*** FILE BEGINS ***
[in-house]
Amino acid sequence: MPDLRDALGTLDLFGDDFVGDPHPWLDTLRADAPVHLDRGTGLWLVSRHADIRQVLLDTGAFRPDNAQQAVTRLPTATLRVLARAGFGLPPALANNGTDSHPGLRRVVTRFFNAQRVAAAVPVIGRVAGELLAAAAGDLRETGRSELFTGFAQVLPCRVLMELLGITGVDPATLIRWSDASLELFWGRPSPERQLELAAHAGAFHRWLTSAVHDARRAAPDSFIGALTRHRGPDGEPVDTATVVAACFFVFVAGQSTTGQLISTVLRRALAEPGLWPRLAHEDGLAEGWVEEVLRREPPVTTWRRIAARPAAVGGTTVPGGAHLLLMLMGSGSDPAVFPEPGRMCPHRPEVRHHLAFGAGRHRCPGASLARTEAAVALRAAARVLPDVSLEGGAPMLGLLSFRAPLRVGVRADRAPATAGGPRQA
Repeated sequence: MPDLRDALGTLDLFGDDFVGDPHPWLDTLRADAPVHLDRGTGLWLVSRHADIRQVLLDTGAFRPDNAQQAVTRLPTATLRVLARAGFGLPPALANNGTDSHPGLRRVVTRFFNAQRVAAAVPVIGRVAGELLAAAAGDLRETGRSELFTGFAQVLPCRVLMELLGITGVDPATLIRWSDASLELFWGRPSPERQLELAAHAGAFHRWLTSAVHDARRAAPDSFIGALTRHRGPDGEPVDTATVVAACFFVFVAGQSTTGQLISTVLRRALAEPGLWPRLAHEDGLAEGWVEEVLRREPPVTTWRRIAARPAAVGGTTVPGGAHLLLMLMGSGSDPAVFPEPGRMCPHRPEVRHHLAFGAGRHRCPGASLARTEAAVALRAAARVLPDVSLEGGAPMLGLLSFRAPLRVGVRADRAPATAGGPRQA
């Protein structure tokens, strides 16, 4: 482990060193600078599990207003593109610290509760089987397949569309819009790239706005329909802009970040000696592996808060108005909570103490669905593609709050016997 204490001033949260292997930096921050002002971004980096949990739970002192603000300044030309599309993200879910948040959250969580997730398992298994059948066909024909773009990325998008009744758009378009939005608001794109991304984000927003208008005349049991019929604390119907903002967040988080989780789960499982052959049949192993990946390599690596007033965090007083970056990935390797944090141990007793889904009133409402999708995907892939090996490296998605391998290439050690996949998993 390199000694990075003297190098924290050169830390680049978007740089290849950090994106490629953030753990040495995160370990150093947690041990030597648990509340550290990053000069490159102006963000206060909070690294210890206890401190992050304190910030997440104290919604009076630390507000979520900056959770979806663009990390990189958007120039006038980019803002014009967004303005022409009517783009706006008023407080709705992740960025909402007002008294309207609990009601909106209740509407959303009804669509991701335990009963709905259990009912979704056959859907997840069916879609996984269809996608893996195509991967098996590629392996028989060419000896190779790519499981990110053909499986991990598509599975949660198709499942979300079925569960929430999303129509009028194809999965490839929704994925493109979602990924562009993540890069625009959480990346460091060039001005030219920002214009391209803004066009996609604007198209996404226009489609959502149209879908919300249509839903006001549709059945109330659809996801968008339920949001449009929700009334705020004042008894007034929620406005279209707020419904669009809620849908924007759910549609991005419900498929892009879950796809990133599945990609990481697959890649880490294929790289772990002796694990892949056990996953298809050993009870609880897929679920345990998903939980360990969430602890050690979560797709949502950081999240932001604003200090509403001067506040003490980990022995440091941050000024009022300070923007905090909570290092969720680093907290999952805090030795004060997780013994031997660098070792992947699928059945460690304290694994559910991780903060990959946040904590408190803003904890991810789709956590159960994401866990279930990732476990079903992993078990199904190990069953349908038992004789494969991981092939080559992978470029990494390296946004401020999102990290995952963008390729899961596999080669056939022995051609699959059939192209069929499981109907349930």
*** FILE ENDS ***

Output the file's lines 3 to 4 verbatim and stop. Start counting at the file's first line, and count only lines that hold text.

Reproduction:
Repeated sequence: MPDLRDALGTLDLFGDDFVGDPHPWLDTLRADAPVHLDRGTGLWLVSRHADIRQVLLDTGAFRPDNAQQAVTRLPTATLRVLARAGFGLPPALANNGTDSHPGLRRVVTRFFNAQRVAAAVPVIGRVAGELLAAAAGDLRETGRSELFTGFAQVLPCRVLMELLGITGVDPATLIRWSDASLELFWGRPSPERQLELAAHAGAFHRWLTSAVHDARRAAPDSFIGALTRHRGPDGEPVDTATVVAACFFVFVAGQSTTGQLISTVLRRALAEPGLWPRLAHEDGLAEGWVEEVLRREPPVTTWRRIAARPAAVGGTTVPGGAHLLLMLMGSGSDPAVFPEPGRMCPHRPEVRHHLAFGAGRHRCPGASLARTEAAVALRAAARVLPDVSLEGGAPMLGLLSFRAPLRVGVRADRAPATAGGPRQA
């Protein structure tokens, strides 16, 4: 482990060193600078599990207003593109610290509760089987397949569309819009790239706005329909802009970040000696592996808060108005909570103490669905593609709050016997 204490001033949260292997930096921050002002971004980096949990739970002192603000300044030309599309993200879910948040959250969580997730398992298994059948066909024909773009990325998008009744758009378009939005608001794109991304984000927003208008005349049991019929604390119907903002967040988080989780789960499982052959049949192993990946390599690596007033965090007083970056990935390797944090141990007793889904009133409402999708995907892939090996490296998605391998290439050690996949998993 390199000694990075003297190098924290050169830390680049978007740089290849950090994106490629953030753990040495995160370990150093947690041990030597648990509340550290990053000069490159102006963000206060909070690294210890206890401190992050304190910030997440104290919604009076630390507000979520900056959770979806663009990390990189958007120039006038980019803002014009967004303005022409009517783009706006008023407080709705992740960025909402007002008294309207609990009601909106209740509407959303009804669509991701335990009963709905259990009912979704056959859907997840069916879609996984269809996608893996195509991967098996590629392996028989060419000896190779790519499981990110053909499986991990598509599975949660198709499942979300079925569960929430999303129509009028194809999965490839929704994925493109979602990924562009993540890069625009959480990346460091060039001005030219920002214009391209803004066009996609604007198209996404226009489609959502149209879908919300249509839903006001549709059945109330659809996801968008339920949001449009929700009334705020004042008894007034929620406005279209707020419904669009809620849908924007759910549609991005419900498929892009879950796809990133599945990609990481697959890649880490294929790289772990002796694990892949056990996953298809050993009870609880897929679920345990998903939980360990969430602890050690979560797709949502950081999240932001604003200090509403001067506040003490980990022995440091941050000024009022300070923007905090909570290092969720680093907290999952805090030795004060997780013994031997660098070792992947699928059945460690304290694994559910991780903060990959946040904590408190803003904890991810789709956590159960994401866990279930990732476990079903992993078990199904190990069953349908038992004789494969991981092939080559992978470029990494390296946004401020999102990290995952963008390729899961596999080669056939022995051609699959059939192209069929499981109907349930």